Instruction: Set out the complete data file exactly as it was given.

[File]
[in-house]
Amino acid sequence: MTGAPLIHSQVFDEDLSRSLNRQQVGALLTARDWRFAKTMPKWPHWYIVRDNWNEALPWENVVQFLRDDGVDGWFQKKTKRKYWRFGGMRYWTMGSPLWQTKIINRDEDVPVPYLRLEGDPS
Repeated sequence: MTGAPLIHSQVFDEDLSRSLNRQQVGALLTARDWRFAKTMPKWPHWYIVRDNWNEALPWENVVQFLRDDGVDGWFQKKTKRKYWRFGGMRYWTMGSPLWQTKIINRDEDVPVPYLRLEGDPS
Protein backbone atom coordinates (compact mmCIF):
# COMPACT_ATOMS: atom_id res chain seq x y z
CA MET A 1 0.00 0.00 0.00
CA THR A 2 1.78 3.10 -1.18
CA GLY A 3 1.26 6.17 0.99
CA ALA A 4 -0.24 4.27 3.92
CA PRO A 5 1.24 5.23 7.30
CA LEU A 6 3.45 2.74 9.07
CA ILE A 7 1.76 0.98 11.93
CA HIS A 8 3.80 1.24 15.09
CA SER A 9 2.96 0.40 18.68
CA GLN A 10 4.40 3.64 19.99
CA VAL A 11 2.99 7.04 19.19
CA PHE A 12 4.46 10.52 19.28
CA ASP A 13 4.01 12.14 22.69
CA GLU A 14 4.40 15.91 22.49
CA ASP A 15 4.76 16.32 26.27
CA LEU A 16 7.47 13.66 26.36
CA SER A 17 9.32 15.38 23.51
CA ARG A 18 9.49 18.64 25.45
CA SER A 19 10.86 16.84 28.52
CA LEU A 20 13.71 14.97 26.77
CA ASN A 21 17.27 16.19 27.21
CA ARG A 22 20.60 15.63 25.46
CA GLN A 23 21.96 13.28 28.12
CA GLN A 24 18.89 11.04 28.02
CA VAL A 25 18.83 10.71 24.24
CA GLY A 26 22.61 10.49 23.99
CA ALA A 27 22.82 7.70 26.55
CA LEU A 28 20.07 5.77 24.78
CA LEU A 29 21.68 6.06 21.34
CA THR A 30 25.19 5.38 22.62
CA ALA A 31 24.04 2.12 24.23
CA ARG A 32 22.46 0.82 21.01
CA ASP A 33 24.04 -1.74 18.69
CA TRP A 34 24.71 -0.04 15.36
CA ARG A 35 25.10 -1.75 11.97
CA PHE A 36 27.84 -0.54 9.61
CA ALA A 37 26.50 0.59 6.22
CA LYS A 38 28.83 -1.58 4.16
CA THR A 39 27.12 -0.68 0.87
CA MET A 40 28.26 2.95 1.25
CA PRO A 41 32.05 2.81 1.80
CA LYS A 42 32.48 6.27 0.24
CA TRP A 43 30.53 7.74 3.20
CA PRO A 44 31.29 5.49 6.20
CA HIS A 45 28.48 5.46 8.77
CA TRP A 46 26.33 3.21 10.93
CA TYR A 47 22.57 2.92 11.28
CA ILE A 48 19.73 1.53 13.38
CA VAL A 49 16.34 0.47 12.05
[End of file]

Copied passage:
[in-house]
Amino acid sequence: MTGAPLIHSQVFDEDLSRSLNRQQVGALLTARDWRFAKTMPKWPHWYIVRDNWNEALPWENVVQFLRDDGVDGWFQKKTKRKYWRFGGMRYWTMGSPLWQTKIINRDEDVPVPYLRLEGDPS
Repeated sequence: MTGAPLIHSQVFDEDLSRSLNRQQVGALLTARDWRFAKTMPKWPHWYIVRDNWNEALPWENVVQFLRDDGVDGWFQKKTKRKYWRFGGMRYWTMGSPLWQTKIINRDEDVPVPYLRLEGDPS
Protein backbone atom coordinates (compact mmCIF):
# COMPACT_ATOMS: atom_id res chain seq x y z
CA MET A 1 0.00 0.00 0.00
CA THR A 2 1.78 3.10 -1.18
CA GLY A 3 1.26 6.17 0.99
CA ALA A 4 -0.24 4.27 3.92
CA PRO A 5 1.24 5.23 7.30
CA LEU A 6 3.45 2.74 9.07
CA ILE A 7 1.76 0.98 11.93
CA HIS A 8 3.80 1.24 15.09
CA SER A 9 2.96 0.40 18.68
CA GLN A 10 4.40 3.64 19.99
CA VAL A 11 2.99 7.04 19.19
CA PHE A 12 4.46 10.52 19.28
CA ASP A 13 4.01 12.14 22.69
CA GLU A 14 4.40 15.91 22.49
CA ASP A 15 4.76 16.32 26.27
CA LEU A 16 7.47 13.66 26.36
CA SER A 17 9.32 15.38 23.51
CA ARG A 18 9.49 18.64 25.45
CA SER A 19 10.86 16.84 28.52
CA LEU A 20 13.71 14.97 26.77
CA ASN A 21 17.27 16.19 27.21
CA ARG A 22 20.60 15.63 25.46
CA GLN A 23 21.96 13.28 28.12
CA GLN A 24 18.89 11.04 28.02
CA VAL A 25 18.83 10.71 24.24
CA GLY A 26 22.61 10.49 23.99
CA ALA A 27 22.82 7.70 26.55
CA LEU A 28 20.07 5.77 24.78
CA LEU A 29 21.68 6.06 21.34
CA THR A 30 25.19 5.38 22.62
CA ALA A 31 24.04 2.12 24.23
CA ARG A 32 22.46 0.82 21.01
CA ASP A 33 24.04 -1.74 18.69
CA TRP A 34 24.71 -0.04 15.36
CA ARG A 35 25.10 -1.75 11.97
CA PHE A 36 27.84 -0.54 9.61
CA ALA A 37 26.50 0.59 6.22
CA LYS A 38 28.83 -1.58 4.16
CA THR A 39 27.12 -0.68 0.87
CA MET A 40 28.26 2.95 1.25
CA PRO A 41 32.05 2.81 1.80
CA LYS A 42 32.48 6.27 0.24
CA TRP A 43 30.53 7.74 3.20
CA PRO A 44 31.29 5.49 6.20
CA HIS A 45 28.48 5.46 8.77
CA TRP A 46 26.33 3.21 10.93
CA TYR A 47 22.57 2.92 11.28
CA ILE A 48 19.73 1.53 13.38
CA VAL A 49 16.34 0.47 12.05